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  • [Corsa D] Engine oil

  • #2
    A difficult one to answer. Who am I to disgree with the manufacturers recommendation. If you are at all worried the safest thing would be to change it. Its not worth risking damage.
    But if the oil you used is the correct viscosity you could maybe remove a couple of litres by using an engine oil extractor pump through the dipstick, then top up with the correct spec.

    As far as I can see the A3/B3 specification is formulated to allow for extended oil change intervals, and for its better cleaning properties required by diesel engines. . I think correct viscosity is the most important factor. As long as the oil used is fully synthetic 5/30 it might be ok for a petrol engine for a while , changing the oil and filter again sooner rather than later. (maybe 6000 miles)

    But then its not my engine , and the oil I use is A3/B3 (although my car is diesel)


    • #3
      Diesel engines MUST have a detergent oil, otherwise they will quickly develop sludge, this is partly due to to the cooler running, which takes longer to vapour ise any condensate contamination in the oil.

      These little engines thrive on frequent oil changes - it has been said that the extended drain periods offered, is more of a sales pitch that it is of benefit to the engine. Items such as timing chain and cam profiles last MUCH longer with frequent oil changes.

      My general advice for any engine, is to use the oil SPECIFICATION listed in the vehicle handbook for the operating conditions in which the vehicle is most likely to work.
      NOTE: Oil specification is the long number NOT the viscosity.



      • #4
        Adhere to the manufacturer's specification.

        Oil has three functions: Lubricate, cool and clean

        I have learned (from a very experienced member that was on here) and it is my experience that engines, which use chains to drive the camshafts/valves should receive an oil and filter change at every 6,000 miles.

        The oil does not go 'thin' at that interval. even new oil will be 'thin' once it heats -- that is what the viscosity rating is for.

        The problem is that the detergents in the oil weaken and heat generated in the engine allows a 'crud' to deposit on the oil galleries and orifices that the oil can no longer remove.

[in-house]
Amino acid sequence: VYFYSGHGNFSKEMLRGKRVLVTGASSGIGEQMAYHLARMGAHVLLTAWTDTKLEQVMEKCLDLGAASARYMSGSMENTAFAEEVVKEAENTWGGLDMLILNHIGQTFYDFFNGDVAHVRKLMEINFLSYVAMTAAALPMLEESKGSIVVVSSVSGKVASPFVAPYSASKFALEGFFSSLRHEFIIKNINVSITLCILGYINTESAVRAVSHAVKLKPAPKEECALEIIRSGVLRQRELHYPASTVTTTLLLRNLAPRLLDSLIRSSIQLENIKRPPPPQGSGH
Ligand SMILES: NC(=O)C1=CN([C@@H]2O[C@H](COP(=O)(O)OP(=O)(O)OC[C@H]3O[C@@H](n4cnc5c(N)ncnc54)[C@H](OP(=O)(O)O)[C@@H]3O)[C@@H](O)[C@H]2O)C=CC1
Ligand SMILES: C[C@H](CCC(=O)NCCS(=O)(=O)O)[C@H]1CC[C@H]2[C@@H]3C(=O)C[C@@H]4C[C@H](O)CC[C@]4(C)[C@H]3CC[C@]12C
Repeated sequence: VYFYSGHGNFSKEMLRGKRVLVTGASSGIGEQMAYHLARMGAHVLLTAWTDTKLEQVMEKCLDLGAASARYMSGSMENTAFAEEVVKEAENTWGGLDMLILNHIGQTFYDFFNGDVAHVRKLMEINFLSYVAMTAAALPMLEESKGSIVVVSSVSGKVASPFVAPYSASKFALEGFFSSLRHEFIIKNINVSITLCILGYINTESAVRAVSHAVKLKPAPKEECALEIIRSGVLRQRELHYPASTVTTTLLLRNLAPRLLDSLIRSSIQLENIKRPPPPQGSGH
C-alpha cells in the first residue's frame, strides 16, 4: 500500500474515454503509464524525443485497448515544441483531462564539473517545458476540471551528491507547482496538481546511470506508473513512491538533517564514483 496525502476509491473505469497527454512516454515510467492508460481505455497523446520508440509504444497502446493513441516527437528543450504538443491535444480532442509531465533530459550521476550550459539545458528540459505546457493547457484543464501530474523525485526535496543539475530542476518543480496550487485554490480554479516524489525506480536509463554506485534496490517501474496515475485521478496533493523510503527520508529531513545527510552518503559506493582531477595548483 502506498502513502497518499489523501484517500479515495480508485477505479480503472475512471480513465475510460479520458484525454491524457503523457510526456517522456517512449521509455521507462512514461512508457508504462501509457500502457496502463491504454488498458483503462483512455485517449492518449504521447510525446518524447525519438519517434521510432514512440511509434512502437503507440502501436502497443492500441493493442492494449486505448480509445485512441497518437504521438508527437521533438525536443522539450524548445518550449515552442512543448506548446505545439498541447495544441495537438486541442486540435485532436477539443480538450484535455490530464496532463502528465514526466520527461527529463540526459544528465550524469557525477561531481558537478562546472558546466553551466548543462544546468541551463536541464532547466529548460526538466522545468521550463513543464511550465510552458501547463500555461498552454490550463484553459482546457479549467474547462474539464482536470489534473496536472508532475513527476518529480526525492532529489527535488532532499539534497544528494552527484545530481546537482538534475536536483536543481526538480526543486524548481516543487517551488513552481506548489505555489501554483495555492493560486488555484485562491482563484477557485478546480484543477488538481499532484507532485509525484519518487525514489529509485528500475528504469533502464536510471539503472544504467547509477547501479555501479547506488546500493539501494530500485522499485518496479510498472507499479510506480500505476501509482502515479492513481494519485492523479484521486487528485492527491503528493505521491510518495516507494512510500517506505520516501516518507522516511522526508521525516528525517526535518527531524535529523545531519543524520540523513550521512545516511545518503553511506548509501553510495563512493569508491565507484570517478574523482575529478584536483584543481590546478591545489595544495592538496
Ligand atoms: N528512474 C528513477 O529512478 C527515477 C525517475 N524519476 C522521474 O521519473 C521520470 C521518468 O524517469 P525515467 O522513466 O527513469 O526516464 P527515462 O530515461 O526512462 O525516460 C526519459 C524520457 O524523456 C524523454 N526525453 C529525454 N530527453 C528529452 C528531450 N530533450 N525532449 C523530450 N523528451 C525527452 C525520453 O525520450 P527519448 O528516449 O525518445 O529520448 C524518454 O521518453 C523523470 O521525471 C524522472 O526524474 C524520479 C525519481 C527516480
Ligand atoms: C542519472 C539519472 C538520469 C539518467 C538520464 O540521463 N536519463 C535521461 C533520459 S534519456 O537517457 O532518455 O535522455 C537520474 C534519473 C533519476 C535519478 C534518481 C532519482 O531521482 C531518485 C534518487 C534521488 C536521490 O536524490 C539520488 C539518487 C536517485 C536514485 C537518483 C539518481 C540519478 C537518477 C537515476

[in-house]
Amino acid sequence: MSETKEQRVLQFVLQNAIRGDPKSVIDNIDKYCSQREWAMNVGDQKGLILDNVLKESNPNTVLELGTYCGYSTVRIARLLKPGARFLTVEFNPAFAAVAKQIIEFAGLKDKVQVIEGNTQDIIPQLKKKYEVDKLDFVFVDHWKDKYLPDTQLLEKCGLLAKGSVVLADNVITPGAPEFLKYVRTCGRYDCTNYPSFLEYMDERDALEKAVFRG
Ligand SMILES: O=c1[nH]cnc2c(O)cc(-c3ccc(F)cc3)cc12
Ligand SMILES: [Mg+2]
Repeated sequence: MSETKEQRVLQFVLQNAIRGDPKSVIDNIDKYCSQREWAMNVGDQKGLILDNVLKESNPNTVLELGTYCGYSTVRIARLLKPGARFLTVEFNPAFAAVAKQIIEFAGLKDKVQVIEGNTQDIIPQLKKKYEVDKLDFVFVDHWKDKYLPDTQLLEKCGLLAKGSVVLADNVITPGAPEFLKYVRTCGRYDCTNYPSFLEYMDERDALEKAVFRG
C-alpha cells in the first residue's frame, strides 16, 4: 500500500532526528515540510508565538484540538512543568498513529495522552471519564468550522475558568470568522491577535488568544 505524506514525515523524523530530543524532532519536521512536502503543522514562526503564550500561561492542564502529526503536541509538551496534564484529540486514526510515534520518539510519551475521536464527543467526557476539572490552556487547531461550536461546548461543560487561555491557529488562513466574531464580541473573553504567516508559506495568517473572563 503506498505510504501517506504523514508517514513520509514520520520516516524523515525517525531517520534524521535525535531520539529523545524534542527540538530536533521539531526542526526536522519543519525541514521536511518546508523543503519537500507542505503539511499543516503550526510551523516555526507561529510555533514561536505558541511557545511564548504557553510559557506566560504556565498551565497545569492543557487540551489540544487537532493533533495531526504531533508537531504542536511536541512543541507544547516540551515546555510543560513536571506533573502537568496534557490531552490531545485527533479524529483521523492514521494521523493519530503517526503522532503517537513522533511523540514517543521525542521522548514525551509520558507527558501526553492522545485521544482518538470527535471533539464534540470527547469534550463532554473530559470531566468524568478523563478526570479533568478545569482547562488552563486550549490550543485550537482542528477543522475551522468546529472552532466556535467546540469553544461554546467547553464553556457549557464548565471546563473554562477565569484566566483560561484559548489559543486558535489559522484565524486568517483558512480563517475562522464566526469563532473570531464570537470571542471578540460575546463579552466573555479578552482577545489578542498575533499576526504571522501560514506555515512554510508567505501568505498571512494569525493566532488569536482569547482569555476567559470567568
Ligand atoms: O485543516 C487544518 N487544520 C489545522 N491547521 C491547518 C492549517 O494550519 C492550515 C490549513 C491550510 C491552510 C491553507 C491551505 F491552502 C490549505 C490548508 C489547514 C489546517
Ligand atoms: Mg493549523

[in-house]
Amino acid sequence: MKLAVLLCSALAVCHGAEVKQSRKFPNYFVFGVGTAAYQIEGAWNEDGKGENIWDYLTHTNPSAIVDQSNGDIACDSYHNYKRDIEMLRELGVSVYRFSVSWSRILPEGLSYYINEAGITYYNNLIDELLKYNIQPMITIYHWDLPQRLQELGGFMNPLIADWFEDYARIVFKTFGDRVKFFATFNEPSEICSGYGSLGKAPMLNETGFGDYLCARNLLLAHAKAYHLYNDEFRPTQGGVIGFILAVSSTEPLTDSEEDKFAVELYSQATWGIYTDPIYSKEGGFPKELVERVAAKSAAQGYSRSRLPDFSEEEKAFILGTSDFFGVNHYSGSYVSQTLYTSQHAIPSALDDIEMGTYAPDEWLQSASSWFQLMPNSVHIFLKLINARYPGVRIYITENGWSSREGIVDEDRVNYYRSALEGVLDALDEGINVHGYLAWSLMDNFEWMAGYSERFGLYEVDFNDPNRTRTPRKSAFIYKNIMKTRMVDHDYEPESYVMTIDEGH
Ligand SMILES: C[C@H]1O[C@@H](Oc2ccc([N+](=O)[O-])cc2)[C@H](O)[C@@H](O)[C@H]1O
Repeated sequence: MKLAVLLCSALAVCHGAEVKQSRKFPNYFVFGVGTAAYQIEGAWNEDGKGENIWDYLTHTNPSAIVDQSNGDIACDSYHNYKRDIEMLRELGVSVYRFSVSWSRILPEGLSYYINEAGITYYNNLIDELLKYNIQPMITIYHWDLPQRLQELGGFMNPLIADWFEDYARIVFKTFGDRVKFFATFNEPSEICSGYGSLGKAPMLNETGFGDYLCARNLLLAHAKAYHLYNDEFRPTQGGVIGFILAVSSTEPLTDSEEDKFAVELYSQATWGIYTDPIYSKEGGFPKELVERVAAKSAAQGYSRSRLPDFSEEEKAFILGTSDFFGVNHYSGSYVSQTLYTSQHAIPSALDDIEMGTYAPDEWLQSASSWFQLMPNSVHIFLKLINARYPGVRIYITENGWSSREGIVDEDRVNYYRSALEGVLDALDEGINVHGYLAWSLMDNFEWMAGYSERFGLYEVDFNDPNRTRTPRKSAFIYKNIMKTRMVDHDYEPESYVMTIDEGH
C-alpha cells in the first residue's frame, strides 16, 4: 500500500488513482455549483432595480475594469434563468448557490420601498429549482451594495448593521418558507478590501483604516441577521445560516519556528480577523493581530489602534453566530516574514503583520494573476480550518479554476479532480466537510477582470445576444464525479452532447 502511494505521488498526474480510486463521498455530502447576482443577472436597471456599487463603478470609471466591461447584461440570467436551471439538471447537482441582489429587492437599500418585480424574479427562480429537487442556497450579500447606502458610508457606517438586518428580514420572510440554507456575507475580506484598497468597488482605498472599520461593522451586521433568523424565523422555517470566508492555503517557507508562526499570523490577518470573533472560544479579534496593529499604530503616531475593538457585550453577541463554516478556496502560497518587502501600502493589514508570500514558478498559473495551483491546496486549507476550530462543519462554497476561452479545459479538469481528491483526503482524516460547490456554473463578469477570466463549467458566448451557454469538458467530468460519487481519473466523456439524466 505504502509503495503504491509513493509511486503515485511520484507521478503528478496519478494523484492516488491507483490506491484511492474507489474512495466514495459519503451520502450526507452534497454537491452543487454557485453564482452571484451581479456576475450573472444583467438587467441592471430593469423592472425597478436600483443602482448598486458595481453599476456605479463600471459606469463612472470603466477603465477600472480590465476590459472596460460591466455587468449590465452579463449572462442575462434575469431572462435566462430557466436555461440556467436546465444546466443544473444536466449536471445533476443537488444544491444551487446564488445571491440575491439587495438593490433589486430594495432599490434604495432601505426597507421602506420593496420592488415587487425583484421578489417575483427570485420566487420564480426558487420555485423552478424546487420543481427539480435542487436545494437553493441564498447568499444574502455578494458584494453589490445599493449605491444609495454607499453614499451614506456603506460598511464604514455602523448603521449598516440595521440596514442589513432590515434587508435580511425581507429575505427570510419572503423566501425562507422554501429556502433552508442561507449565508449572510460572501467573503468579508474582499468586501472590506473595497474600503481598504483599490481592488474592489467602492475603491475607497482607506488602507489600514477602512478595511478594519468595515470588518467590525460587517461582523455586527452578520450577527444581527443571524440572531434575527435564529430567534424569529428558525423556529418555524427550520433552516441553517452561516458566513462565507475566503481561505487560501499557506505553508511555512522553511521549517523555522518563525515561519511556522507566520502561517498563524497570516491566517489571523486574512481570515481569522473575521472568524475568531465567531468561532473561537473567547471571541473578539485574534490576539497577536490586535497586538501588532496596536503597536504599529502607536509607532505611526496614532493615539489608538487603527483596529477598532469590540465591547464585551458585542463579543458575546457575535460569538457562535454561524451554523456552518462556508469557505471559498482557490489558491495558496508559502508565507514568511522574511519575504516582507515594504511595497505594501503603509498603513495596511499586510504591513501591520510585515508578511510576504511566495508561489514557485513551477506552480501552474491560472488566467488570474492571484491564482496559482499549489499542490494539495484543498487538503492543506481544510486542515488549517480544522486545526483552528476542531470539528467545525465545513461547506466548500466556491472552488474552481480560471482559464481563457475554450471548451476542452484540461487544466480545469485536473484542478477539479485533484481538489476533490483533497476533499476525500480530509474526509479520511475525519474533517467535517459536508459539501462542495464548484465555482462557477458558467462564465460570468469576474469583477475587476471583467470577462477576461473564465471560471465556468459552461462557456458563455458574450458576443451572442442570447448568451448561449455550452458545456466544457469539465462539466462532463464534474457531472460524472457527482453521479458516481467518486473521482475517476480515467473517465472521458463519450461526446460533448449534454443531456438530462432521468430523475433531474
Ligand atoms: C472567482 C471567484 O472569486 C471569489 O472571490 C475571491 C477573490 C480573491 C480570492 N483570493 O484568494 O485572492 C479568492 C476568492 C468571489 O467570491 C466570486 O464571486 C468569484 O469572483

In particular, the chain on these engines is oiled by a tiny orifice. Any build up of deposits restricts the oil flow, leading to the chain receiving insufficient lubrication. It eventually stretches and this manifests itself in 'rattling' or the car sounding like a tractor...

        In extreme cases, a stretched chain can also manifest itself in starting issues as the timing of the valves is affected.

        You should also use a MANN or Hengst filter. The plastic 'holders' on other filters are not a perfect fit in the filter housing (at least on Corsa B and C). There is a risk of breakage resulting in plastic blocking the oil galleries when removing the filter. I have had experience where I had to strip an engine down to the journal bearings to remove pieces of plastic.

        One time lauded filter brands such as Crosland have been sold and all that remains of the quality -- in my opinion -- is the name. Crosland are now made in China and are owned by European Car Parts, if I am not mistaken.

        In any event, the price between a MANN and a filter of lesser quality is negligible and it is an important engine part .

        Also desist from using engine treatment/washes in the engine. If the oil has not been changed at the 6,000 interval, 'crud' may have amassed in the oil galleries. Using these treatments removes this dirt but one runs the risk of it blocking said galleries and thus the flow of oil to the engine parts.

        It is much better to change the oil regularly and let the detergent-containing oil remove any 'crud' over time.
        Last edited by zuluman; 24-08-2019, 12:03 PM.